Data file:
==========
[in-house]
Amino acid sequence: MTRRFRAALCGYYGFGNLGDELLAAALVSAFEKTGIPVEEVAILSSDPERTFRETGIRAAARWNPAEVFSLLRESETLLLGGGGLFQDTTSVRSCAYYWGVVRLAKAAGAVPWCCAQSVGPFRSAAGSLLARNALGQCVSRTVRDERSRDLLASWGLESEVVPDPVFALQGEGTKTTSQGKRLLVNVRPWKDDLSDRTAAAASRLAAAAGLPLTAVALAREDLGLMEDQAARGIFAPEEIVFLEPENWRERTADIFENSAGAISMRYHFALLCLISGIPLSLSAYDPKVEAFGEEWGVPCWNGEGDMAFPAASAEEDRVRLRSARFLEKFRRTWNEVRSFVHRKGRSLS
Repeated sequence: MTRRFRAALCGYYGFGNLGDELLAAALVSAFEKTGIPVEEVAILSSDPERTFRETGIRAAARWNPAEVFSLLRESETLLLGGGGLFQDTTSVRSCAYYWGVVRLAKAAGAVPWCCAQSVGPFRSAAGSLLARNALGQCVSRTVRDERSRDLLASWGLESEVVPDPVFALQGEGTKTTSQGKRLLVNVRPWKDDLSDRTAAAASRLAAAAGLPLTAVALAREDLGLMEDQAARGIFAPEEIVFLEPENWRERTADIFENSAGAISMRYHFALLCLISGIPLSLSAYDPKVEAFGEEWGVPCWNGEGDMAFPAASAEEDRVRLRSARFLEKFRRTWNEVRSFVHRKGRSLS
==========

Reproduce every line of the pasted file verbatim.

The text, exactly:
[in-house]
Amino acid sequence: MTRRFRAALCGYYGFGNLGDELLAAALVSAFEKTGIPVEEVAILSSDPERTFRETGIRAAARWNPAEVFSLLRESETLLLGGGGLFQDTTSVRSCAYYWGVVRLAKAAGAVPWCCAQSVGPFRSAAGSLLARNALGQCVSRTVRDERSRDLLASWGLESEVVPDPVFALQGEGTKTTSQGKRLLVNVRPWKDDLSDRTAAAASRLAAAAGLPLTAVALAREDLGLMEDQAARGIFAPEEIVFLEPENWRERTADIFENSAGAISMRYHFALLCLISGIPLSLSAYDPKVEAFGEEWGVPCWNGEGDMAFPAASAEEDRVRLRSARFLEKFRRTWNEVRSFVHRKGRSLS
Repeated sequence: MTRRFRAALCGYYGFGNLGDELLAAALVSAFEKTGIPVEEVAILSSDPERTFRETGIRAAARWNPAEVFSLLRESETLLLGGGGLFQDTTSVRSCAYYWGVVRLAKAAGAVPWCCAQSVGPFRSAAGSLLARNALGQCVSRTVRDERSRDLLASWGLESEVVPDPVFALQGEGTKTTSQGKRLLVNVRPWKDDLSDRTAAAASRLAAAAGLPLTAVALAREDLGLMEDQAARGIFAPEEIVFLEPENWRERTADIFENSAGAISMRYHFALLCLISGIPLSLSAYDPKVEAFGEEWGVPCWNGEGDMAFPAASAEEDRVRLRSARFLEKFRRTWNEVRSFVHRKGRSLS